If you’re like me, you probably get lots of e-mails or calls proposing to give you a website or a website re-design. If you’re like most business owners who might not be technologically savvy when it comes to these matters. Your first instinct is to think “Great another web designer trying to take my money” or “I already have a website and I don’t need their services”. The thing is you might very well be right but you could also be wrong. So, below is a checklist of things to look out for to know if you indeed do need a re-design or even a website if you haven’t got one already.
Mobile responsiveness is really the ability for your website to be accessible on various devices. The importance of this is that in today’s fast paced world is that both you and your clients are doing business on the go; therefore, information should be easily accessible to both parties and shouldn’t be restricted by your device. Overall, this improves the efficiency of doing business, which is a win-win for you and your clients. If you look at the attached screenshot examples below from www.suzannecollinsbooks.com and CFR and Associates from your mobile device, you will see that both sites aren’t mobile accessible. In other words, besides the other features listed below you literally, have to pinch and expand your screen to view and read the information on those sites. www.cstreethairsalon.com designed by Uzo Design is a site that is mobile optimized. Which is more accessible from your hand-held device?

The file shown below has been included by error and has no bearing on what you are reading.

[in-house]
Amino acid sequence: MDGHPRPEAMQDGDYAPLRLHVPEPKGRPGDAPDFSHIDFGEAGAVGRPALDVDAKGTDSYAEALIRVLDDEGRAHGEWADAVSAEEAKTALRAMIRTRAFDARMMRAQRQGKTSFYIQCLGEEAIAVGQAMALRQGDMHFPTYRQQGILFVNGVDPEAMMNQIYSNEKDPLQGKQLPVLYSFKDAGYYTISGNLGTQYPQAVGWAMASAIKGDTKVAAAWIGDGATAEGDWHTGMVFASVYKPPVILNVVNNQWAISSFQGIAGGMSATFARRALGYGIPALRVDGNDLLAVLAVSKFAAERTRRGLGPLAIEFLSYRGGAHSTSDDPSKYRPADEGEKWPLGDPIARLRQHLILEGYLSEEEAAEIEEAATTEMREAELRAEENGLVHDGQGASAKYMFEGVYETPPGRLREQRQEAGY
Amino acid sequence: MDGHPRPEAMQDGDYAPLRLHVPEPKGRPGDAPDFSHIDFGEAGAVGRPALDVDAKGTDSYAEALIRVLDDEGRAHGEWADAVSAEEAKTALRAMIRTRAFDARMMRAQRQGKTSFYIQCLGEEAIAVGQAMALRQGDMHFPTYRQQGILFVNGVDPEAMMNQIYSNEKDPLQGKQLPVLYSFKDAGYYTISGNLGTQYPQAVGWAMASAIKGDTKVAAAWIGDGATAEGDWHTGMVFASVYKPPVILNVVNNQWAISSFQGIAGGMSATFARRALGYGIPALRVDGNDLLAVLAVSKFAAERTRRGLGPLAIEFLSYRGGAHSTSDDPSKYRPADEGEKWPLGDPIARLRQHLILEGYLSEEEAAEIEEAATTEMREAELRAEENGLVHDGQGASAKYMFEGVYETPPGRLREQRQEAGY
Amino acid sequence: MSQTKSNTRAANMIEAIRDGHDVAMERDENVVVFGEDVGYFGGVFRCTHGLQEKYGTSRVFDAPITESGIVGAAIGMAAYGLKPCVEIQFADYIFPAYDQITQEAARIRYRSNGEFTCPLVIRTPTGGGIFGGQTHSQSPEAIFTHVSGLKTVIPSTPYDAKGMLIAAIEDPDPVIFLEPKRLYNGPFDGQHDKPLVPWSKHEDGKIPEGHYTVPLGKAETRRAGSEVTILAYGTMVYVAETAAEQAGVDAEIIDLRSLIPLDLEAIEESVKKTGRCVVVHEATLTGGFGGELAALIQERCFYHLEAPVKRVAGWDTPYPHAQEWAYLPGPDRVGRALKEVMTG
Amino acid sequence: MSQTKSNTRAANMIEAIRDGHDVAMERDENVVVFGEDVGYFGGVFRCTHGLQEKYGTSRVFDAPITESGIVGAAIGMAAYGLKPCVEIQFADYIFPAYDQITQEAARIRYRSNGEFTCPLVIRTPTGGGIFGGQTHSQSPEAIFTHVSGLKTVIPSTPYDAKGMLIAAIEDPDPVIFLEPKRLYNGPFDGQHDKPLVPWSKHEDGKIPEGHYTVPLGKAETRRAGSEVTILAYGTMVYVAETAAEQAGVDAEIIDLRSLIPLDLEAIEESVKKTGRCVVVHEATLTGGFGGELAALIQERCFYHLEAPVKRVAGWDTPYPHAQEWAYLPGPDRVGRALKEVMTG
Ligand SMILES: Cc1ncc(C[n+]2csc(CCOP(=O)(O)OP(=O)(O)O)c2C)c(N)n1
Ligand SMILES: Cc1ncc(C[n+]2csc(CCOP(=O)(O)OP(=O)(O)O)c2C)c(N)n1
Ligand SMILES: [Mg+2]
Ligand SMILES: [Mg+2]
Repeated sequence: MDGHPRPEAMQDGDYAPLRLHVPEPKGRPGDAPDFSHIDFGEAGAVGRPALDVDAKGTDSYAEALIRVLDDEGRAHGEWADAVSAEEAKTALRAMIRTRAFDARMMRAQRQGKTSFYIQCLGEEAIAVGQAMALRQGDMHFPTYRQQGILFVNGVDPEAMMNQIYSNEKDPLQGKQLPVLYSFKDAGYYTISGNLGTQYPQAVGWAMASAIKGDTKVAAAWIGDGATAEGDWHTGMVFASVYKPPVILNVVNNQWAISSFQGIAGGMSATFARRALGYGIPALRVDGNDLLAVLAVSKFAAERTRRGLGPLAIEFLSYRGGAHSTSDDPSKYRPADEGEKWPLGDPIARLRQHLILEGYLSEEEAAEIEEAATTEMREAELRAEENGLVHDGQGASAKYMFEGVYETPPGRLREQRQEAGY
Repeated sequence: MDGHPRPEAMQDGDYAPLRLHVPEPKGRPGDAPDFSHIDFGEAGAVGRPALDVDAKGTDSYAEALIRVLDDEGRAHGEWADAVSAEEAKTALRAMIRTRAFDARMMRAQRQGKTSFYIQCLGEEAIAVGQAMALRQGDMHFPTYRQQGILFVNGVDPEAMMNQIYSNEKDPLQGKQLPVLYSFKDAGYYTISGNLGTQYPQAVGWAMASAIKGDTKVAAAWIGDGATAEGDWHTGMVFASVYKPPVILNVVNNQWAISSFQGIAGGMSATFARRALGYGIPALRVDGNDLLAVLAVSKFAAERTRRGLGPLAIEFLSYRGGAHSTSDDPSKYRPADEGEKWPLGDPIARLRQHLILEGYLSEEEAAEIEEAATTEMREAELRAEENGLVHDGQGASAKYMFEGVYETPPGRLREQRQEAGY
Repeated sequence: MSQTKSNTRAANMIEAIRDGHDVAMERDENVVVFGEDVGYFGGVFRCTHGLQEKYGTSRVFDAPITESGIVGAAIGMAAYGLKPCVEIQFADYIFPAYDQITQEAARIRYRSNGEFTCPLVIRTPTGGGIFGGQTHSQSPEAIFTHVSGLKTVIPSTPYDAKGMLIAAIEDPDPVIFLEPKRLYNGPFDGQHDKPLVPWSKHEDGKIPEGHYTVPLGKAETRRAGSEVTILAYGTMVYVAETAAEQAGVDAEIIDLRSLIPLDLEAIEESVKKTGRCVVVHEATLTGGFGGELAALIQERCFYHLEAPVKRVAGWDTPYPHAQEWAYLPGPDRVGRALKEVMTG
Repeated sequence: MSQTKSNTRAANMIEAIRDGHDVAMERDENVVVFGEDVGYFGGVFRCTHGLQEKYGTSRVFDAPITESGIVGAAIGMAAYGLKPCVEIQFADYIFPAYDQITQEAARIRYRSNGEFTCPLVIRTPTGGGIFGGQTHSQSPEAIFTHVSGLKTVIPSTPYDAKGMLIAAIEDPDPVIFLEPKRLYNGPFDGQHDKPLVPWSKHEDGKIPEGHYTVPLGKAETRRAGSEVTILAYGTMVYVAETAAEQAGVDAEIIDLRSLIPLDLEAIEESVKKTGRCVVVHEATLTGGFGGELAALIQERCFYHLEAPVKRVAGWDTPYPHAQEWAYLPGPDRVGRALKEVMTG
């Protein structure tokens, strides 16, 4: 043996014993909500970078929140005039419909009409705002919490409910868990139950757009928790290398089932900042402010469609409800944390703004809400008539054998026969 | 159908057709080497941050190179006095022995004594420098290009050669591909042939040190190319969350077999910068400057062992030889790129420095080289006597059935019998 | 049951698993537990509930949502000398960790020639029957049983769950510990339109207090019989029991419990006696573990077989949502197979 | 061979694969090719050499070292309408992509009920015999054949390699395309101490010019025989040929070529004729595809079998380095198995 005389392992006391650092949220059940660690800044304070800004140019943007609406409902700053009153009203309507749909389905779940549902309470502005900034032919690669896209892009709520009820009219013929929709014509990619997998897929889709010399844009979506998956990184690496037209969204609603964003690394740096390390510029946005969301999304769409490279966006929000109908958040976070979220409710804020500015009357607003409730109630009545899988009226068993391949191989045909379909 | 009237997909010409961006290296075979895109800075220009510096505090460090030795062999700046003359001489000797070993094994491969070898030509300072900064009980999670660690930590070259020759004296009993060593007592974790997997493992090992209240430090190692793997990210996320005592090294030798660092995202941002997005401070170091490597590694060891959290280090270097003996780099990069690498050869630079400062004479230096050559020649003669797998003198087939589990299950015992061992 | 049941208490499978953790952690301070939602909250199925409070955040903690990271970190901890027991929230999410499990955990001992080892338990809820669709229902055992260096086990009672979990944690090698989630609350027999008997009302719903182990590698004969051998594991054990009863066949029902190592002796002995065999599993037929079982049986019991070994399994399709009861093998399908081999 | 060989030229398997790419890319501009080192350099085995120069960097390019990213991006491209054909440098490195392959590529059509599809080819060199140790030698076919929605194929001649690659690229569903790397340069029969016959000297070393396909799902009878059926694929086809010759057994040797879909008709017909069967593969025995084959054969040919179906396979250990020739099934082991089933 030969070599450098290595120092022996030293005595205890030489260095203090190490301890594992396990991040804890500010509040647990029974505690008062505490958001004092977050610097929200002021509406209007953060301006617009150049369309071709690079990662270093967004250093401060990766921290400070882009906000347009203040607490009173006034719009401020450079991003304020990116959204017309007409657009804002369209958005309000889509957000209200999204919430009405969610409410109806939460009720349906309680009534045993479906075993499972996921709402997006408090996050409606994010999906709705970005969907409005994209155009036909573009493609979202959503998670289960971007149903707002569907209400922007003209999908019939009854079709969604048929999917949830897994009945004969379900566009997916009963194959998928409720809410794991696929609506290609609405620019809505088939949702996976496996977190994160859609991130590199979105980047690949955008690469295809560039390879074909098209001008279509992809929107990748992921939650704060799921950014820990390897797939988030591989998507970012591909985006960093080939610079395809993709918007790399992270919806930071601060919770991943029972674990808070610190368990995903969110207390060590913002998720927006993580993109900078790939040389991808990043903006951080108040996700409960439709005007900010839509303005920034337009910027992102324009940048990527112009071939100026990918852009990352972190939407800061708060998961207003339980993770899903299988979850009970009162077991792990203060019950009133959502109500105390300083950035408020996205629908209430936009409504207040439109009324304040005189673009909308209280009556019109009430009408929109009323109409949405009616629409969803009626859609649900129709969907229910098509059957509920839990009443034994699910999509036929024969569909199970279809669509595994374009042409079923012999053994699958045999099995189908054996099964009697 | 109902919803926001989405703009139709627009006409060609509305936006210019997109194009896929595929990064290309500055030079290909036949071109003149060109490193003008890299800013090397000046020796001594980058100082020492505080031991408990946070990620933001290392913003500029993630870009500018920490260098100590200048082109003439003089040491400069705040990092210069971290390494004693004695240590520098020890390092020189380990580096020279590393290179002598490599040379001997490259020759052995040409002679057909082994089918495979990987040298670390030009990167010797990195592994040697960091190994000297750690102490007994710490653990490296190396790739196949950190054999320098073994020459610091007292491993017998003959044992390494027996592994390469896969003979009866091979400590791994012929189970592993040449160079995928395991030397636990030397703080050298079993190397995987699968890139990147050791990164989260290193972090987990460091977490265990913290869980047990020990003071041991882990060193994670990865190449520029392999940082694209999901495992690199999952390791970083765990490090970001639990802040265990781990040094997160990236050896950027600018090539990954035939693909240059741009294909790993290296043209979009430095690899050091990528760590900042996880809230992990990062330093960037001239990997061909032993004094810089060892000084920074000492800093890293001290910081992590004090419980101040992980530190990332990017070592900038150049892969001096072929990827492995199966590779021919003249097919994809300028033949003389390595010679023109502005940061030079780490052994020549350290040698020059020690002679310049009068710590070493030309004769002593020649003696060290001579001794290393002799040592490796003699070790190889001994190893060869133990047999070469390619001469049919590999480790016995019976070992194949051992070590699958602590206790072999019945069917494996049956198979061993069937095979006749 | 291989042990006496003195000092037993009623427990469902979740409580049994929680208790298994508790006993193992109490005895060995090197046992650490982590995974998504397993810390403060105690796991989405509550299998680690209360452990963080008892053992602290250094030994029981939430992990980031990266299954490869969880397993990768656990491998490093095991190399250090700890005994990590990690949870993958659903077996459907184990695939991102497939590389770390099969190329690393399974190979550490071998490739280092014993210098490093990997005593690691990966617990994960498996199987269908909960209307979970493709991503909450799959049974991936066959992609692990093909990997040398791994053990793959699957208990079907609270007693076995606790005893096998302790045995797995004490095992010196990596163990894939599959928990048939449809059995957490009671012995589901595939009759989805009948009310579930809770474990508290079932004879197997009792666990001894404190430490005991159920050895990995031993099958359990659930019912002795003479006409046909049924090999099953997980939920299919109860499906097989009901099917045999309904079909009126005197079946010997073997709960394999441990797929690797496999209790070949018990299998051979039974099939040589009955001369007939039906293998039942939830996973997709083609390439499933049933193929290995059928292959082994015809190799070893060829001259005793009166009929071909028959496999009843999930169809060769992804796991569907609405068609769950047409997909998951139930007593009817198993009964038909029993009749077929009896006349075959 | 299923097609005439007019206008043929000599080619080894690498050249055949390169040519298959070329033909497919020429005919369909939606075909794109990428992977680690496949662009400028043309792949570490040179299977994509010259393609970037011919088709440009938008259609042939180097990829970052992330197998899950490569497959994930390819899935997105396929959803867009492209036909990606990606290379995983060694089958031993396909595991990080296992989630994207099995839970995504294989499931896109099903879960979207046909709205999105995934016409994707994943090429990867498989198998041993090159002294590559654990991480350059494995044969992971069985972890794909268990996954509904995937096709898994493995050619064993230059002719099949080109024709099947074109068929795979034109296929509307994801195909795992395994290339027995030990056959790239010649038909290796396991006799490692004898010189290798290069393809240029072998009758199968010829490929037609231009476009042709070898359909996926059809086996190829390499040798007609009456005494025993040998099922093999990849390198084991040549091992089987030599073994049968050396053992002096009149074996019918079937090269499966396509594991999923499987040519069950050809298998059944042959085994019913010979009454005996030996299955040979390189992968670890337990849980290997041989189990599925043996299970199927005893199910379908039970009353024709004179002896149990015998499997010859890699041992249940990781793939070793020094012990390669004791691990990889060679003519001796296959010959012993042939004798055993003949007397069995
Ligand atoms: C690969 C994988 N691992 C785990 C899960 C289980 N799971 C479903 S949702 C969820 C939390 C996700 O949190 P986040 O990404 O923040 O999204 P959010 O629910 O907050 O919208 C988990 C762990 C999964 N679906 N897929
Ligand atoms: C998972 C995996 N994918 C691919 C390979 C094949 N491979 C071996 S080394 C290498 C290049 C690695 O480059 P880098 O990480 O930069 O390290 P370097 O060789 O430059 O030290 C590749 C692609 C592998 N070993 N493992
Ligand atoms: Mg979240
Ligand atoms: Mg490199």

Facebook Ad: For promotions involving sales of discount or pretty much anything. A tool you can use is the Facebook ad. It allows you to select your target audience in terms of interests, profession, age and geographic education. So, if you have a dance studio in San Diego, California you can run an ad targeting people from that part of the country that meet your other requirements. A Facebook ad can cost you as little as $5/day to, however, much you’re willing to spend. Even if Facebook is not your social media of choice. Other social media platforms have their own forms of advertising. Something that’s especially good about running a social media ad is that it reaches most of the people in your social network and the people connected to them. If you haven’t tried it before I encourage you to give it a shot. If you’re not very computer savvy, feel free to contact Uzo Design to help you with that.